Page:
SportsEvents Magazine

JAN 2018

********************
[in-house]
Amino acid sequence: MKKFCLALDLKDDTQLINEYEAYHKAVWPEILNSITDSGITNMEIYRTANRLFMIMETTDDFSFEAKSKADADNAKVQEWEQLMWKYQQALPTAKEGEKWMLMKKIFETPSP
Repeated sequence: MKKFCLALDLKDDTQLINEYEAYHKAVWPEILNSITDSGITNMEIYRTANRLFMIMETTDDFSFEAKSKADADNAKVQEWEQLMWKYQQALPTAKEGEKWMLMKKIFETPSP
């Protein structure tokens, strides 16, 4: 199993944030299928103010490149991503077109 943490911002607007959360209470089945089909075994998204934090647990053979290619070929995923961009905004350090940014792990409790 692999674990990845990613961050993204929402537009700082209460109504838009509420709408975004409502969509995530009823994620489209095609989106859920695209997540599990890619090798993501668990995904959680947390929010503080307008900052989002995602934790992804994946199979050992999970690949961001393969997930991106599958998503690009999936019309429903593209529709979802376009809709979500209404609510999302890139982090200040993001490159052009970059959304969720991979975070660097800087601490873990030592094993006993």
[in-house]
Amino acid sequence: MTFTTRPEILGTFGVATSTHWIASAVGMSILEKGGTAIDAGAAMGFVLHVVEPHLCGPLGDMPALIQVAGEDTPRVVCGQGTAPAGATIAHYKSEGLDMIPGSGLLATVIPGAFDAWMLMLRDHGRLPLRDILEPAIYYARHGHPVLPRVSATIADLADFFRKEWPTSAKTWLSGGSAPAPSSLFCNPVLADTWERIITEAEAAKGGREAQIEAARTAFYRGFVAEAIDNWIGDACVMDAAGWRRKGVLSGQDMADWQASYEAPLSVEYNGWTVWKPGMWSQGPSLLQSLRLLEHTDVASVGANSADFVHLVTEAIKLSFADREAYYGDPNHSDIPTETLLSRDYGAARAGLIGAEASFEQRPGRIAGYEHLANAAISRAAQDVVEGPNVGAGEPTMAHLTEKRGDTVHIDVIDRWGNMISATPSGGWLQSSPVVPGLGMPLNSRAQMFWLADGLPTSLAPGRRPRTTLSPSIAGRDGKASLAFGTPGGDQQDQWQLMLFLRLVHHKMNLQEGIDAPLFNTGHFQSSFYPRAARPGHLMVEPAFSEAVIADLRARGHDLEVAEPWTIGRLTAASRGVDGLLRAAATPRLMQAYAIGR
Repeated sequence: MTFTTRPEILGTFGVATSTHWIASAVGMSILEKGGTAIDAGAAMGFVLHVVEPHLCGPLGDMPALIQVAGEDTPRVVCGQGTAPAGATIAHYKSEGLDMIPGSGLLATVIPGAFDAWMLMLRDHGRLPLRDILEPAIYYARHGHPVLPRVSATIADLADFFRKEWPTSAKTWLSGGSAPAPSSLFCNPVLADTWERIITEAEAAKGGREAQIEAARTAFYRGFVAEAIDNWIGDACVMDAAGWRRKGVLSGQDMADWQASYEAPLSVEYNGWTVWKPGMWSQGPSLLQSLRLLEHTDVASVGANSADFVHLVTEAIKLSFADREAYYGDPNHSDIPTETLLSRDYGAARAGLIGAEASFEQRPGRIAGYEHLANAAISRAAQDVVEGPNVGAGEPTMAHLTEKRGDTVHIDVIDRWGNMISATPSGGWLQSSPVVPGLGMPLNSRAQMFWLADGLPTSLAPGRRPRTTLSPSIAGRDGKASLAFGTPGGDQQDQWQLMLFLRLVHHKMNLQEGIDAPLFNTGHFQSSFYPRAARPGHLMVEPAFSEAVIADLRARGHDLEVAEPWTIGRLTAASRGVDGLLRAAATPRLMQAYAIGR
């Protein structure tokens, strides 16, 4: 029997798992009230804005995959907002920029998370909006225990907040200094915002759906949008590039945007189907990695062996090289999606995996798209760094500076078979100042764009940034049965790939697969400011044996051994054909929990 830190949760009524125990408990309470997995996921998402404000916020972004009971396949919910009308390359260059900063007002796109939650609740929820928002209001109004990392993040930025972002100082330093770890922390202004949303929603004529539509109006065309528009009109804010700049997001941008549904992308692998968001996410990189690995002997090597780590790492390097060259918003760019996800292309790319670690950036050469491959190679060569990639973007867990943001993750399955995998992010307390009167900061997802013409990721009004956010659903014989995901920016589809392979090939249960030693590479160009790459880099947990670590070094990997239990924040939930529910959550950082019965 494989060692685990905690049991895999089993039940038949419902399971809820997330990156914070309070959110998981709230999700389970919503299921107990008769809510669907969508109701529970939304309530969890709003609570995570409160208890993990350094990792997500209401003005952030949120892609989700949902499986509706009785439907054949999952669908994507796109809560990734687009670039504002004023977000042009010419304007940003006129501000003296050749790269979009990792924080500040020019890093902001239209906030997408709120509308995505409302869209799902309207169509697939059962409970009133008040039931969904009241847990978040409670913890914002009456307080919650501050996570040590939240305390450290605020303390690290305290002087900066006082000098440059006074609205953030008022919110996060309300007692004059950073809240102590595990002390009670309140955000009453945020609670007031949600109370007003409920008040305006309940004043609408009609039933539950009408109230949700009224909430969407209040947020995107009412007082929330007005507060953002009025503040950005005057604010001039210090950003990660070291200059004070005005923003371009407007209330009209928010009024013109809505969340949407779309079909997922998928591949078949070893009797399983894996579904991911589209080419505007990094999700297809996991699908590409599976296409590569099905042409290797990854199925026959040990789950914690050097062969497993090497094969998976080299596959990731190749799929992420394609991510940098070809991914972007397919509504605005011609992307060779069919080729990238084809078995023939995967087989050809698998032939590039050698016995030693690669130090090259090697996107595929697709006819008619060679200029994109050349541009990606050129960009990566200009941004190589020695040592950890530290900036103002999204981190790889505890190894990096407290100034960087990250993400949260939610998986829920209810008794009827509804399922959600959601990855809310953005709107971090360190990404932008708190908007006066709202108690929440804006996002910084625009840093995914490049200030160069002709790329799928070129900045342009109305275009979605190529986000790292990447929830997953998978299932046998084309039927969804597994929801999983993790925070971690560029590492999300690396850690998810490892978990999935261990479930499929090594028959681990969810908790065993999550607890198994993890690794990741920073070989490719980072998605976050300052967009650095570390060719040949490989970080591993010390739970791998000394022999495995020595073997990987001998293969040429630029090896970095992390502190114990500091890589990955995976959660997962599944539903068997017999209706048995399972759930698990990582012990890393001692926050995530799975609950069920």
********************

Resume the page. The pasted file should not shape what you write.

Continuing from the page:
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Page 34 of 75 January 2018 35 SPECIAL FEATURE: Awards & Recognition Issue In its seventh year, Chattajack 31 is a paddle- board and kayak race founded by Ben Friberg as a way to bring some like-minded friends together in the mountains of Tennessee to pad- dle the Tennessee River Gorge in Chattanooga in October. This year's event is scheduled for October 27, 2018. From 30 entries in 2012, the point-to-point race had almost 600 participants compete last year in the race where registration fills quickly. Last year's race sold out in hours despite the event being six months away. Starting in downtown Chattanooga, the race winds 31.5 miles downriver ending at the Nickajack Lake. With conditions varying from frigid cold to foggy and choppy, participants come not only for the paddleboarding, canoe- ing and kayaking, but also for the scenery and camaraderie. This is a race for serious athletes and open to SUP, Prone, surfskis, high-performance kayaks and marathon canoes and divisions include tandem, single and teams of three and six. Ben and his wife Kim Friberg organize the event that has been nicknamed the "Inland Molokai," and it draws veteran paddlers for one of the most popular paddling races in the world. No stranger to paddleboarding, Frieberg was the first person to paddleboard from Cuba to America, making it 118 miles from Port Hemingway, Cuba to Key West, Fla., finishing in 28 hours and six minutes. He also set the 24- hour distance world record for SUP in 2012 by paddling 238 miles on the Yukon River before returning to race the Yukon 1000 in 2014. Organizers give credit to the volunteers who work to make the event a success. Volunteers receive a Chattajack volunteer t-shirt and are able to register early for the 2019 race. Race morning includes hot coffee, live music, a water cannon salute and bag pipers and at the end of the day finishers receive a medal. It's 284 days and counting until this year's Chattajack 31 – plenty of time to prepare for the race. n Chattajack 31 Ben Friberg, Founder and Event Director Chattanooga, Tenn. The Hotter'N Hell Hundred is one of the oldest and largest single-day, 100-mile bicycle rides in the country, held annually in Wichita Falls, Texas. In 1982, Wichita Falls was looking for a way to celebrate its centennial. The Wichita Falls Bicycle Club suggested a 100-mile bike ride in 100-degree heat to celebrate 100 years of history. The annual event is held in August. More than 13,000 riders from around the world came to Wichita Falls in 2015 for four days of activities, including the 100-mile en- durance ride, shorter endurances races, a USA Cycling Criterium, road races, off-road bicycle races and an off-road trail run. In 2017, more than 11,000 registrants participated. At mile-marker 61, cyclists reach Hell's Gate at Possum Kingdom Lake, a body of water along the Brazos River known for its huge cliffs. In the 1989 Hotter'N Hell, Michael Eidson was planning to compete in the race. As an emergency medical technician, Eidson decided to fill an IV bag with water and slip it into a white tube sock. After attaching the device to his jersey, Eidson attached hoses and pinned the contraption to his back, making it possible for the rider to stay hydrated while riding in the extreme heat. The Camelback was born. The Hotter'N Hell Hundred also has a pace group dedicated to breaking five hours for the endurance race. If attending the Hotter'N Hell event this Au- gust 23-26, arrive early for the Consumer Show at the Wichita Falls Multipurpose Event Center (MPEC) for the Consumer Show where packet pickup and registration also take place in addi- tion to other activities. Also, be sure to see the Hotter'N Hell Hundred murals created by Wichita Falls resident artist, Ralph Stearns. The official 100-mile race kicks off to a canon blast. n Hotter 'n Hell Hundred Chip Filer, Executive Director HHH and the Wichita Falls Bicycling Club Wichita Falls, Texas

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